HOPE IS A DANGEROUS THING FOR WOMEN LIKE US
The exhibition title is inspired by the 2019 song Hope Is A Dangerous Thing For A Woman Like Me To Have (But I Have It) by pop singer-songwriter Lana Del Rey, in which the contemporary pop-singer mirrors herself in the author Sylvia Plath in a period of disillusion and depression. The song, and its lyrics, have since become a refrain of resistance in the face of self-doubt and hopelessness for Verseau, whose work is an excavation of her memories of her friend Meril who is no longer in life, a formative time in a remote place, and of the dreams, hopes and aspirations which she has held and holds as a trans woman. The exhibition Hope Is A Dangerous Thing For Women Like Us is Verseau’s story of becoming a woman years later than those assigned women at birth, and learning what being a woman signifies while transitioning.
The formative experiences Verseau conveys are not so much about the reconciliation of her experiences and contemporary body politics. Instead, she dwells on existential questions on becoming: if disillusion is produced in the encounter between one’s own dreams and the world, what created that dream, that sense of self, and the hope emanating from it in the first place?
Spread across four exhibition rooms, Verseau’s solo exhibition at Fotogalleriet navigates several mediums: film, photography, sound, and sculptural works which employ fabricated and “hoarded” objects such as used hormone pill blisters, make-up, discarded iPhone earphones, and dilators. The short film A Ghost’s Gaze is a commemoration of her friend Meril. Verseau’s voice is also present in new sound works and written texts.
Verseau strives to tell us stories still on the periphery, even in queer communities. The stories she tells resemble life itself in its light and darkness, simultaneously utopian, fatalistic, and universal. Her work is akin to the ambivalent state of awakening in the middle of the night, hovering between a feeling produced by a dream (or nightmare) and creating conscious and unconscious images. These multiple, non-conciliatory states also speak to the production and mediation of identities that have come to define many social struggles today.
Victoria Verseau’s Hope Is A Dangerous Thing For Women Like Us continues Fotogalleriet’s ambition to challenge the existing sphere of representation by providing new and inventive images and photography as a powerful tool for self-definition and self-expression away from mainstream repetitive conventions.
Please note that for this exhibition Fotogalleriet’s usual wheelchair-accessible entrance is not open. If you have access requirements or needs please contact Head of Exhibitions Miki Gebrelul at email@example.com before your visit.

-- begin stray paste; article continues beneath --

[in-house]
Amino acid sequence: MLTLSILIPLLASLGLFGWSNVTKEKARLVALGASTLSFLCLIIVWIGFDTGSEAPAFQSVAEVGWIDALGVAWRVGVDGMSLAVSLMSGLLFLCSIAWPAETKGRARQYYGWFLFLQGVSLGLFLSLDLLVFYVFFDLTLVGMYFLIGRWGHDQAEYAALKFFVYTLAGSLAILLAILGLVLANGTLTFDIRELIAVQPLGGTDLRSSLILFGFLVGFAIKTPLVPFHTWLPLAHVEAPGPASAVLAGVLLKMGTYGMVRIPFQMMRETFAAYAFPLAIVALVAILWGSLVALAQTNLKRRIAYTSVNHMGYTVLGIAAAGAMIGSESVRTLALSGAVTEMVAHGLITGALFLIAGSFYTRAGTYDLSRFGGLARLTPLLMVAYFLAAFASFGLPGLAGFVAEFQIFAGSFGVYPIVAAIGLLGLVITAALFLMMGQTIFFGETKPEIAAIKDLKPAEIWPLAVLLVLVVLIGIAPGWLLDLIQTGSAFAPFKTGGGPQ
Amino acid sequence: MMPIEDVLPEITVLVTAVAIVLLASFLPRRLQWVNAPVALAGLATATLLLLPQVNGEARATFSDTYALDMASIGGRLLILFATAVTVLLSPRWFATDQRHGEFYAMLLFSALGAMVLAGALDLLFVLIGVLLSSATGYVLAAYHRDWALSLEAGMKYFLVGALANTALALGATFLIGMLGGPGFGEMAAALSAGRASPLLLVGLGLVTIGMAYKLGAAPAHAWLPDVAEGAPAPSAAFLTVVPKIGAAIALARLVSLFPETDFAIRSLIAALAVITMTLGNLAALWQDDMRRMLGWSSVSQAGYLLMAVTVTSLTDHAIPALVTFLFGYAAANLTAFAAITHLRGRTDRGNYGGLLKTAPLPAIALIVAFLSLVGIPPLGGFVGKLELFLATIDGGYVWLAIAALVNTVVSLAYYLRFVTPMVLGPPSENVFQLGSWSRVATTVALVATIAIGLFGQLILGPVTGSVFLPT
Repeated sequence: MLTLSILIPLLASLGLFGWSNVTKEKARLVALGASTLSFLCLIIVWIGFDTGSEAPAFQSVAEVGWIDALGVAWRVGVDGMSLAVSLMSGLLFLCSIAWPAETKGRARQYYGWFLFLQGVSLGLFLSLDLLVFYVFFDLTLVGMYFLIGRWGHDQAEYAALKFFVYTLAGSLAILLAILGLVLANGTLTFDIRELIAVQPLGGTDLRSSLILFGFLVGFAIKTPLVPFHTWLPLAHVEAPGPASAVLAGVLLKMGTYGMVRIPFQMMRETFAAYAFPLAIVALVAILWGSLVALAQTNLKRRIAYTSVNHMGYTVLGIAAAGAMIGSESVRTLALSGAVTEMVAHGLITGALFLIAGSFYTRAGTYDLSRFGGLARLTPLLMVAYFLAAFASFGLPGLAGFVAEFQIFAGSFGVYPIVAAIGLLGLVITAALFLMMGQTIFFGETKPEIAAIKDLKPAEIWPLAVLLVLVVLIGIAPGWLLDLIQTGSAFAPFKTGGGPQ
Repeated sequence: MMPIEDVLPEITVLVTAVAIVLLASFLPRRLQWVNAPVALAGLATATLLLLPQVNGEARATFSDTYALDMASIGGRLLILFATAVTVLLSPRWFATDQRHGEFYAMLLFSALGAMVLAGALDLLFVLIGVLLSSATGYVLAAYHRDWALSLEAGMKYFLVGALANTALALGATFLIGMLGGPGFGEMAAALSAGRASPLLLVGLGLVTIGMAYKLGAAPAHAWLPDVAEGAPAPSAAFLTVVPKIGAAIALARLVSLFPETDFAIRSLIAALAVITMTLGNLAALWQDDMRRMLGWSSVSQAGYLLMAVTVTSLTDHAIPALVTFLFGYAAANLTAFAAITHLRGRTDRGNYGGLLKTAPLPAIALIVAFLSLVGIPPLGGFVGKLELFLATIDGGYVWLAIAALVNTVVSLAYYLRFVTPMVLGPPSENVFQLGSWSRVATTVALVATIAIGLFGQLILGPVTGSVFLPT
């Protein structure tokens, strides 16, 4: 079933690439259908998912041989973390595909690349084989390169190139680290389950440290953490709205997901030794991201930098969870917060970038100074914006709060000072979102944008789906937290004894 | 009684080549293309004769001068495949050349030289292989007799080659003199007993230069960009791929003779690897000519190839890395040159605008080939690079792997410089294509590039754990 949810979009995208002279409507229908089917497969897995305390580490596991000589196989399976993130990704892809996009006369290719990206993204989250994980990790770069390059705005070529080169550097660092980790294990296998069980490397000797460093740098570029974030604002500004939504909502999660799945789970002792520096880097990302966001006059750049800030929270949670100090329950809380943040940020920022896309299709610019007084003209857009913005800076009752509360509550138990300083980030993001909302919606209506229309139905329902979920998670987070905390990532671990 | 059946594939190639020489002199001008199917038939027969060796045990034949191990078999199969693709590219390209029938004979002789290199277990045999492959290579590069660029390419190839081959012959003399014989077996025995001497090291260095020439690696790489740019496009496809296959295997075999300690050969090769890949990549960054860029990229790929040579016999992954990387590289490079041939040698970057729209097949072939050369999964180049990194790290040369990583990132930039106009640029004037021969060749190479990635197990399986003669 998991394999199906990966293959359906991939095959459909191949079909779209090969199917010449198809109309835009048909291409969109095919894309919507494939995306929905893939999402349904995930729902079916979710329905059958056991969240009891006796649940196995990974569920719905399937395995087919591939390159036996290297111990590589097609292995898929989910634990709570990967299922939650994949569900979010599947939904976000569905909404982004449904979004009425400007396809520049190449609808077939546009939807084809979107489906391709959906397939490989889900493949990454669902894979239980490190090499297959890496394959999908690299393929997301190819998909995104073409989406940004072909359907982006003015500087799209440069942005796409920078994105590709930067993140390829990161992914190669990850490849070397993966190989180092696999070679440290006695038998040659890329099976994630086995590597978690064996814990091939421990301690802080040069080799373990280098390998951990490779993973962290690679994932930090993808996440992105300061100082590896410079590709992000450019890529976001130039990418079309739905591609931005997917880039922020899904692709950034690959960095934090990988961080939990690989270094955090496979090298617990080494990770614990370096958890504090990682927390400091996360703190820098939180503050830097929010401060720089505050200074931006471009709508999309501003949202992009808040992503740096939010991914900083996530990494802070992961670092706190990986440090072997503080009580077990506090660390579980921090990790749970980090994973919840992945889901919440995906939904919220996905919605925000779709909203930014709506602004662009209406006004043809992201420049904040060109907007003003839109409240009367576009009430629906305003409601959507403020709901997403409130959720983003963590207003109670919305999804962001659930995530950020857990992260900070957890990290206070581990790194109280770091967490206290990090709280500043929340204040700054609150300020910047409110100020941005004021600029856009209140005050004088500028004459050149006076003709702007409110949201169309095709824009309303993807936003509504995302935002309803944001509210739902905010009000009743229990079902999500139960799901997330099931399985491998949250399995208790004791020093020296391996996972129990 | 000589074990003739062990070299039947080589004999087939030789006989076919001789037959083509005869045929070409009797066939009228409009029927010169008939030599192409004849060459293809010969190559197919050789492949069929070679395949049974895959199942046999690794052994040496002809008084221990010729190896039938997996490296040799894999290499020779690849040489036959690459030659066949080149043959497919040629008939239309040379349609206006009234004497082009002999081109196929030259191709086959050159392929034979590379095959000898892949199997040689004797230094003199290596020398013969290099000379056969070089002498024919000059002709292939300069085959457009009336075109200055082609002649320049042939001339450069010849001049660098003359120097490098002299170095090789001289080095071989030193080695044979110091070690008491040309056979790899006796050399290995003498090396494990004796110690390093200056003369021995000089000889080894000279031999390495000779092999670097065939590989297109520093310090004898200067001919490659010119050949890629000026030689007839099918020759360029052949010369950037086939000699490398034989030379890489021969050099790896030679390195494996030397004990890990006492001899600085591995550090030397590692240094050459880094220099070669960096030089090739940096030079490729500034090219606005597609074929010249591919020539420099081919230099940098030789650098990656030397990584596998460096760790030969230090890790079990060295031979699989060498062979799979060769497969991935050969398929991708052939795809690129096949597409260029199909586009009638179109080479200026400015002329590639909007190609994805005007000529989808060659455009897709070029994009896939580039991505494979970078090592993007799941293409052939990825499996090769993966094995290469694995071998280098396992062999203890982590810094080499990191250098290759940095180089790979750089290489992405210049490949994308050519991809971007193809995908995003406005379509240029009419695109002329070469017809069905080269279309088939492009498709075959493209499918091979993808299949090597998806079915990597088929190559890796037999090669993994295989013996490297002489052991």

Victoria Verseau (b. 1988) works in various media ranging from moving images to sculpture, large-scale installation, and performance. Her artistic practice examines the body and memory formation, shaping identity through the affection of social structures. She is searching to tell untold stories, remaining in the periphery towards oblivion. Approaching destructive forgetfulness, she attempts to capture, preserve and reconstruct the fleeting memories of crucial times that shape subjectivities. Verseau has recently presented solo exhibitions at Bonniers Konsthall, Stockholm, “Approaching a Ghost,” and Uppsala Konstmuseum, “Engender My Past” (both 2021). Whitechapel Gallery, London; Hammer Museum, Los Angeles; Para Site, Hong Kong; Foundation Proa, Buenos Aires, and Project 88, Mumbai, among others, recently screened her video work Approaching a Ghost (2021) . Victoria Verseau lives and works in Stockholm, where she graduated with an MFA from the Royal Institute of Art in 2020. In 2017, she was the recipient of the ANNA Prize, established by Women in Film and Television (WIFT) Sweden and UN Women Sweden to expand the knowledge of CEDAW (Convention on the Elimination of all Forms Discrimination against Women). Presently she is working on her debut feature film Meril.
Fotogalleriet’s principal operating support is provided by The Norwegian Royal Ministry of Culture; additional operational funding comes from the Norwegian Photographic Fund (Nofofo) and Oslo Municipality.
The exhibition Hope Is A Dangerous Thing For Women Like Us is produced by Fotogalleriet with additional support from IASPIS, Konstnärsnämnden — The Swedish Arts Grants Committee and Helge Ax:son Johnson Stiftelse.